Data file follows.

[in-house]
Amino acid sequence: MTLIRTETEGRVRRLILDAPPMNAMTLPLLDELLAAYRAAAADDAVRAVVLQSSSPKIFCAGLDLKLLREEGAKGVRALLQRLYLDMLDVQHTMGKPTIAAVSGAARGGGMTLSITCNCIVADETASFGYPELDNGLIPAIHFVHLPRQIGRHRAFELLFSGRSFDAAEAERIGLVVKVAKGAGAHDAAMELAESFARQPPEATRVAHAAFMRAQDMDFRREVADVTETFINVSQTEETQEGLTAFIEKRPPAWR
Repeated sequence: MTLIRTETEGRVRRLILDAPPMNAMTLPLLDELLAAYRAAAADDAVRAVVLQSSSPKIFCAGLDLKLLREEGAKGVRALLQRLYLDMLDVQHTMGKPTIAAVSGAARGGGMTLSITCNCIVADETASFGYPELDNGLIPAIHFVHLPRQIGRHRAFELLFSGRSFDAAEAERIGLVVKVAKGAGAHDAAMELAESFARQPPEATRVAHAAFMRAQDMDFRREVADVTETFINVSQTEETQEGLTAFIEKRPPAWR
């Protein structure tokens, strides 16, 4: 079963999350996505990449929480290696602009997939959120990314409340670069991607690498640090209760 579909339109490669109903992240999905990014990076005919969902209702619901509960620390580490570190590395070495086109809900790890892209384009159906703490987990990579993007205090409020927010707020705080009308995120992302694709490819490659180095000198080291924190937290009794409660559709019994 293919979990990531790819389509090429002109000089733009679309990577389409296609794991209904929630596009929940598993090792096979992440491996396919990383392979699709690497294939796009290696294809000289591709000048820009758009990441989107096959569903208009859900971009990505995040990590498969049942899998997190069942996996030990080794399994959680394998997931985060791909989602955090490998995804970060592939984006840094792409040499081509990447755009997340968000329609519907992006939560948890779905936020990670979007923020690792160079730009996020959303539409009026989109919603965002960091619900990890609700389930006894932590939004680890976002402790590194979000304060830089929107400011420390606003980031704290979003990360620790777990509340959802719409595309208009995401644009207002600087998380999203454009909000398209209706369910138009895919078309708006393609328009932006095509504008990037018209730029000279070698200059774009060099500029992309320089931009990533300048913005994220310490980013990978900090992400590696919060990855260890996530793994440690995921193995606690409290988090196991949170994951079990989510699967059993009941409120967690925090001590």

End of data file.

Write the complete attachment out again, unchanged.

[in-house]
Amino acid sequence: MTLIRTETEGRVRRLILDAPPMNAMTLPLLDELLAAYRAAAADDAVRAVVLQSSSPKIFCAGLDLKLLREEGAKGVRALLQRLYLDMLDVQHTMGKPTIAAVSGAARGGGMTLSITCNCIVADETASFGYPELDNGLIPAIHFVHLPRQIGRHRAFELLFSGRSFDAAEAERIGLVVKVAKGAGAHDAAMELAESFARQPPEATRVAHAAFMRAQDMDFRREVADVTETFINVSQTEETQEGLTAFIEKRPPAWR
Repeated sequence: MTLIRTETEGRVRRLILDAPPMNAMTLPLLDELLAAYRAAAADDAVRAVVLQSSSPKIFCAGLDLKLLREEGAKGVRALLQRLYLDMLDVQHTMGKPTIAAVSGAARGGGMTLSITCNCIVADETASFGYPELDNGLIPAIHFVHLPRQIGRHRAFELLFSGRSFDAAEAERIGLVVKVAKGAGAHDAAMELAESFARQPPEATRVAHAAFMRAQDMDFRREVADVTETFINVSQTEETQEGLTAFIEKRPPAWR
């Protein structure tokens, strides 16, 4: 079963999350996505990449929480290696602009997939959120990314409340670069991607690498640090209760 579909339109490669109903992240999905990014990076005919969902209702619901509960620390580490570190590395070495086109809900790890892209384009159906703490987990990579993007205090409020927010707020705080009308995120992302694709490819490659180095000198080291924190937290009794409660559709019994 293919979990990531790819389509090429002109000089733009679309990577389409296609794991209904929630596009929940598993090792096979992440491996396919990383392979699709690497294939796009290696294809000289591709000048820009758009990441989107096959569903208009859900971009990505995040990590498969049942899998997190069942996996030990080794399994959680394998997931985060791909989602955090490998995804970060592939984006840094792409040499081509990447755009997340968000329609519907992006939560948890779905936020990670979007923020690792160079730009996020959303539409009026989109919603965002960091619900990890609700389930006894932590939004680890976002402790590194979000304060830089929107400011420390606003980031704290979003990360620790777990509340959802719409595309208009995401644009207002600087998380999203454009909000398209209706369910138009895919078309708006393609328009932006095509504008990037018209730029000279070698200059774009060099500029992309320089931009990533300048913005994220310490980013990978900090992400590696919060990855260890996530793994440690995921193995606690409290988090196991949170994951079990989510699967059993009941409120967690925090001590």